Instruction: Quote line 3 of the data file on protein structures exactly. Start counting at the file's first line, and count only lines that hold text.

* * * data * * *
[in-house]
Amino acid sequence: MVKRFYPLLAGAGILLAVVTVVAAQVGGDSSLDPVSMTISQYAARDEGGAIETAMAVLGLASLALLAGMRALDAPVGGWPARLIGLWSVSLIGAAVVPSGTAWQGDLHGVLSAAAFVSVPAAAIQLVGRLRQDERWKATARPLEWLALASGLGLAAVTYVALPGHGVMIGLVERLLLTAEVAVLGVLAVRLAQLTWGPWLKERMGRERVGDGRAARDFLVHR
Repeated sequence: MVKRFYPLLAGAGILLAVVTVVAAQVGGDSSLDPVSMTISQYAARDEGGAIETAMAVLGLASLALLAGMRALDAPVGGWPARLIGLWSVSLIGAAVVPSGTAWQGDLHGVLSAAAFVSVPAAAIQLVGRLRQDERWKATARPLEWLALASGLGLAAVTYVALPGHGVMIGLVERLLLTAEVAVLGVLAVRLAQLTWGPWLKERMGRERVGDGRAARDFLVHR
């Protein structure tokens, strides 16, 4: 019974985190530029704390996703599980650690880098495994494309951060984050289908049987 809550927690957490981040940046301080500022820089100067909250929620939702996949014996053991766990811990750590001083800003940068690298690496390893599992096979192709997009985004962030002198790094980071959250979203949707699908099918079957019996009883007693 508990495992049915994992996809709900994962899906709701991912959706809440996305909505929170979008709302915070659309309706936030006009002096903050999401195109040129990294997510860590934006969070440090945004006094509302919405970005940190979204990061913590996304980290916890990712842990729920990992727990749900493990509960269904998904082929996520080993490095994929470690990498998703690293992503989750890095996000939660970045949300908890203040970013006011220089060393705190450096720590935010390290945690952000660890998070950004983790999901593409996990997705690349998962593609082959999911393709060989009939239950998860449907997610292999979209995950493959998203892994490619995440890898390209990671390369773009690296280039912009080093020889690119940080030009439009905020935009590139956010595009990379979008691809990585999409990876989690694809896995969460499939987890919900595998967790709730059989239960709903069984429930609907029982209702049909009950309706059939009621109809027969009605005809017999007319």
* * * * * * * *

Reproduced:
Repeated sequence: MVKRFYPLLAGAGILLAVVTVVAAQVGGDSSLDPVSMTISQYAARDEGGAIETAMAVLGLASLALLAGMRALDAPVGGWPARLIGLWSVSLIGAAVVPSGTAWQGDLHGVLSAAAFVSVPAAAIQLVGRLRQDERWKATARPLEWLALASGLGLAAVTYVALPGHGVMIGLVERLLLTAEVAVLGVLAVRLAQLTWGPWLKERMGRERVGDGRAARDFLVHR